- Historic Sites
Sandy’s homecoming to Vermont didn’t work out quite the way they planned
August 1957 | Volume 8, Issue 5
During this time, the farm family had arrived at the unlighted Sunderland way station and sat in the wagon waiting for the train to stop. But it did not stop. The train rattled its noisy way past without even slowing down.
Well, the people in the farm wagon thought, Sandy must somehow have missed the train. Or perhaps a mistake had been made by the person who had telegraphed them. Disappointed, and a little anxious for tear something had happened to the boy, they turned the horses’ heads and plodded back to the farm. As they came down the road near the farmhouse, to their surprise, they saw a light in the cow barn. Who in the world could that be? It did not occur to them that it might be Sandy. He could not possibly have come in from the other direction. Uncle Niram said they’d better drive on down to the farm, change from their best clothes to their everyday ones, while he would walk back up to the barn to see who was there.
As he approached, the natural idea came to his mind that a neighbor had been going by, had heard, perhaps, a cow in distress and had gone in to help her. Then in his turn, he lifted the big wooden latch, opened the door and stepped in.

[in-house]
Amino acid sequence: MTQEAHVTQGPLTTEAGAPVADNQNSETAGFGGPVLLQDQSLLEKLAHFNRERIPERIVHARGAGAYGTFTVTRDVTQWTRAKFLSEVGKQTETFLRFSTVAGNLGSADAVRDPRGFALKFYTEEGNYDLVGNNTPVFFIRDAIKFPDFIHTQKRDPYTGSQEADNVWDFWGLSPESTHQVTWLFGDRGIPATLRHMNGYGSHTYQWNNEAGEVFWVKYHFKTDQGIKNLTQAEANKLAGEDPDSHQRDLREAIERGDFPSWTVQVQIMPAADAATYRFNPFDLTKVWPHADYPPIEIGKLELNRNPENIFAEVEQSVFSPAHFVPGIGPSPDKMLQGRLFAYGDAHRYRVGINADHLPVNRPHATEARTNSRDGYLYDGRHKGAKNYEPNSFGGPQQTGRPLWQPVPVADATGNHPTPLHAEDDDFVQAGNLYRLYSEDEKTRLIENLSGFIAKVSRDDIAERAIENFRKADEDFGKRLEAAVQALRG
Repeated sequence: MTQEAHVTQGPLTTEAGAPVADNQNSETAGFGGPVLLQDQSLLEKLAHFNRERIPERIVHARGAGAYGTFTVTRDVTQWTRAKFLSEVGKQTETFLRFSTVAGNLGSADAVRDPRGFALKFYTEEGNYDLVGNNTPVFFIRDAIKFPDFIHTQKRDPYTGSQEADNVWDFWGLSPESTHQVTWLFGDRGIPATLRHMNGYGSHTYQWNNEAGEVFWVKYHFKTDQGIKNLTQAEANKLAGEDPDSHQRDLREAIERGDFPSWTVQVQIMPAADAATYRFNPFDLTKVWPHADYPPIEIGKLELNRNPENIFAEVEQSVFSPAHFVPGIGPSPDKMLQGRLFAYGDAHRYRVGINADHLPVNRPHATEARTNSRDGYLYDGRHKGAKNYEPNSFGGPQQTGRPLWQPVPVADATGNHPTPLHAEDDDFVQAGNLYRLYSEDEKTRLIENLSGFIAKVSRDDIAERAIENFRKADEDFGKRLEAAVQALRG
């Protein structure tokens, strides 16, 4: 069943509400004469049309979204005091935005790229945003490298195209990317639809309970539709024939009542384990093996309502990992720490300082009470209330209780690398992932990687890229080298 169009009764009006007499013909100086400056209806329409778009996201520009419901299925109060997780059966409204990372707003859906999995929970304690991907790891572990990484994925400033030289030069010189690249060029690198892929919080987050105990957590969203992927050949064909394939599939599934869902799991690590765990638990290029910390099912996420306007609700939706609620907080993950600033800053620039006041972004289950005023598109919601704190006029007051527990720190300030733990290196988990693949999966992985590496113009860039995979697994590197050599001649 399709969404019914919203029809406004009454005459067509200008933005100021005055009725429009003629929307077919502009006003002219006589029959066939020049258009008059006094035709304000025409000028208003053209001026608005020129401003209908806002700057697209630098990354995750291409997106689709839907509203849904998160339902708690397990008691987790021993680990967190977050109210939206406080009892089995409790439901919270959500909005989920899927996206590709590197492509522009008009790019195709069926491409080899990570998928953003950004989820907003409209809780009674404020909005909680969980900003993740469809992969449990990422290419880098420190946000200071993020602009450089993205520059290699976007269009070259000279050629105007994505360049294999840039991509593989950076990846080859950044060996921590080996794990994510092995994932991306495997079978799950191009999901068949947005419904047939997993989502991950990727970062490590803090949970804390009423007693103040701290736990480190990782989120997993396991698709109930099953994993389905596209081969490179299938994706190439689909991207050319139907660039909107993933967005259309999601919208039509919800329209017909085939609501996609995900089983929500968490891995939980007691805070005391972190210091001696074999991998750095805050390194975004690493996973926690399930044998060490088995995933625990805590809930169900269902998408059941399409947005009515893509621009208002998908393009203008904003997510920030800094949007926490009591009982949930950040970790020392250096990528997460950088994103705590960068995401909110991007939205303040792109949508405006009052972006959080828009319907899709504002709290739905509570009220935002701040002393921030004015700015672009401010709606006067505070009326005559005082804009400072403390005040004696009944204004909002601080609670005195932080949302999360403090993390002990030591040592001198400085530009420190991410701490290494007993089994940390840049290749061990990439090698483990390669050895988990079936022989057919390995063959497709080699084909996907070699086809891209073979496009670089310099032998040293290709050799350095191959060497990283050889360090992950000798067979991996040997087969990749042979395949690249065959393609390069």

There sat a man in a blue uniform, on the milk stool, leaning his head against the cow’s flank while the streams of milk drummed into the pail, watched by a waiting cat. As Uncle Niram’s old eyes grew used to the dim light of the candle in the lantern, he could see who the man was. It was Sandy. His boy, come back alive from the furnace.
Sandy had heard the door open and felt the breath of fresh air on his cheek. Just as the old dog on the porch had recognized him in the dark, he knew who it was who had come in. But he did not turn his head. Uncle Niram could see, in the dim light, that the tears started from under his downcast lids and ran down his thin, young cheeks in a glistening stream. Uncle Niram’s knees bent a little under him and he leaned back against the barn wall. There was a silence.
It was no dream. The war was over.
“What did you do, Uncle Niram?” asked the little girl.
“Oh, I just cried too,” said Uncle Niram.